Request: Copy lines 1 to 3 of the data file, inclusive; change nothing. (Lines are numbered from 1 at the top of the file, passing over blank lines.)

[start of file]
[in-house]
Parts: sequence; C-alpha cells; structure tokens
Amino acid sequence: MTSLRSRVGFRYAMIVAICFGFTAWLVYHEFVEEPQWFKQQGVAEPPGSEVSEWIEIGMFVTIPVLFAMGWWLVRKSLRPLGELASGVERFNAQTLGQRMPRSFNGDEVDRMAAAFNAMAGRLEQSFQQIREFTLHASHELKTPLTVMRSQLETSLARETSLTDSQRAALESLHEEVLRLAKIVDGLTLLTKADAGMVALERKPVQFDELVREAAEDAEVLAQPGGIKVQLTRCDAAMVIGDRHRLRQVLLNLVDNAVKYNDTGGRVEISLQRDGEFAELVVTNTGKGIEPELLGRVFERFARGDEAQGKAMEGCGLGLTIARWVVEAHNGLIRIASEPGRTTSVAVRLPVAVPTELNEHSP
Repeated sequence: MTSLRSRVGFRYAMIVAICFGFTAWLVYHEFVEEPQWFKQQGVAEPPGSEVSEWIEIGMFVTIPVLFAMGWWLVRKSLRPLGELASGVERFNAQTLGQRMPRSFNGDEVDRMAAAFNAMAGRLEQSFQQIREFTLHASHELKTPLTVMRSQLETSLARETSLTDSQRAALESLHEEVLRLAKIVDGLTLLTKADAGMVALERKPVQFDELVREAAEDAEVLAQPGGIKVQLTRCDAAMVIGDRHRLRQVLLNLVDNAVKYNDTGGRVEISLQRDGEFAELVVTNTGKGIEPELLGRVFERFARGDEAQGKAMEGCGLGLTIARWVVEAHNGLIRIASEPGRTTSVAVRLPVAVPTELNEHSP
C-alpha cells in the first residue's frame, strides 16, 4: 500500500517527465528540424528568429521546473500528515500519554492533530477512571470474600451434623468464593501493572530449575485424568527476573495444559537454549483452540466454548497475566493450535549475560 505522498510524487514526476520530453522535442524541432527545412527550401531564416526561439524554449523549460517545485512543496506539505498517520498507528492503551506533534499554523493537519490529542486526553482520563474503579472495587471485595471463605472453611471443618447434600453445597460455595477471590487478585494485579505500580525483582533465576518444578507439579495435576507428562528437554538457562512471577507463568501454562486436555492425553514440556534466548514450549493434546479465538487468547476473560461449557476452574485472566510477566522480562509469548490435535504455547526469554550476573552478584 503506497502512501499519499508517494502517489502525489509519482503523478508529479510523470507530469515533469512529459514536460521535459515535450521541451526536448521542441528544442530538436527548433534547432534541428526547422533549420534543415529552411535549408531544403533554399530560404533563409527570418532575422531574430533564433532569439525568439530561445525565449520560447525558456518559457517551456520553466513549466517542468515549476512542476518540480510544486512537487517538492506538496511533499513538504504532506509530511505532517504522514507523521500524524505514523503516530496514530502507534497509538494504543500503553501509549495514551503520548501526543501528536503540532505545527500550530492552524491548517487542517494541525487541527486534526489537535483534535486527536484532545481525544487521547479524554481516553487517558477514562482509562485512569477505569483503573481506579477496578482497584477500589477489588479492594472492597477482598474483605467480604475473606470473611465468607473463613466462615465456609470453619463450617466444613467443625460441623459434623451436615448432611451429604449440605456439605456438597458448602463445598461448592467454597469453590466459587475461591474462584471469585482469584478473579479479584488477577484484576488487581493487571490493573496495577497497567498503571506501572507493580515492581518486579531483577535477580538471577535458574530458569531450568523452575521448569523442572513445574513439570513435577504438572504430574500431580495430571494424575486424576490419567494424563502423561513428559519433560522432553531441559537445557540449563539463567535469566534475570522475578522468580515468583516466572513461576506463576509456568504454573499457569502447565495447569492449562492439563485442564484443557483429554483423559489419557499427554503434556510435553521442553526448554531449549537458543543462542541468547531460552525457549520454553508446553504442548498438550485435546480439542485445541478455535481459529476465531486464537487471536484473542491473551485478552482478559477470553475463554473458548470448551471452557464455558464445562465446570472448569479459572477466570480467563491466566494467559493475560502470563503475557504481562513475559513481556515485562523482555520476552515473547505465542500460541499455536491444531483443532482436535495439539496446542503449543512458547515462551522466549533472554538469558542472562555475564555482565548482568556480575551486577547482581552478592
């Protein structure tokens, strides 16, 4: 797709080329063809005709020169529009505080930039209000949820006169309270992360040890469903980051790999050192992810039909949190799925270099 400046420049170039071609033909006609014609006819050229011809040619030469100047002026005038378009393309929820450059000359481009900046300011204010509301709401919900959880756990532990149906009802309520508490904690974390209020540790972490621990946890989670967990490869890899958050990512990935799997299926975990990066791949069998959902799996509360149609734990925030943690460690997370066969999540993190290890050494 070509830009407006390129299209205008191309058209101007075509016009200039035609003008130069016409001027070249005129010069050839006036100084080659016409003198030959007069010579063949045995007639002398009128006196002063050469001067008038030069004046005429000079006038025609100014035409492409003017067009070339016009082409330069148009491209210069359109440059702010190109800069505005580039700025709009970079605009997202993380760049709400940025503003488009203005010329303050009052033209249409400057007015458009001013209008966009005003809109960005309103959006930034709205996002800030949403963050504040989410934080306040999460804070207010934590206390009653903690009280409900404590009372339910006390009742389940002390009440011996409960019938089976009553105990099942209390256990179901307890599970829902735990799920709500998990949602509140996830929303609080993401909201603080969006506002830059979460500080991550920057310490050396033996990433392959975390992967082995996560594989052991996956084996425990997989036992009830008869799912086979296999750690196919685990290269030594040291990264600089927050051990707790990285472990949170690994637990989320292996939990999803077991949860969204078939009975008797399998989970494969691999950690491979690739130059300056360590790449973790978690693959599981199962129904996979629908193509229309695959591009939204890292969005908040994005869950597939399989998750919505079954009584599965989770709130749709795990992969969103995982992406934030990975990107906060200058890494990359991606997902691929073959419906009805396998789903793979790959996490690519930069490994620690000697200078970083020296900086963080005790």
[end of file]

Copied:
[in-house]
Parts: sequence; C-alpha cells; structure tokens
Amino acid sequence: MTSLRSRVGFRYAMIVAICFGFTAWLVYHEFVEEPQWFKQQGVAEPPGSEVSEWIEIGMFVTIPVLFAMGWWLVRKSLRPLGELASGVERFNAQTLGQRMPRSFNGDEVDRMAAAFNAMAGRLEQSFQQIREFTLHASHELKTPLTVMRSQLETSLARETSLTDSQRAALESLHEEVLRLAKIVDGLTLLTKADAGMVALERKPVQFDELVREAAEDAEVLAQPGGIKVQLTRCDAAMVIGDRHRLRQVLLNLVDNAVKYNDTGGRVEISLQRDGEFAELVVTNTGKGIEPELLGRVFERFARGDEAQGKAMEGCGLGLTIARWVVEAHNGLIRIASEPGRTTSVAVRLPVAVPTELNEHSP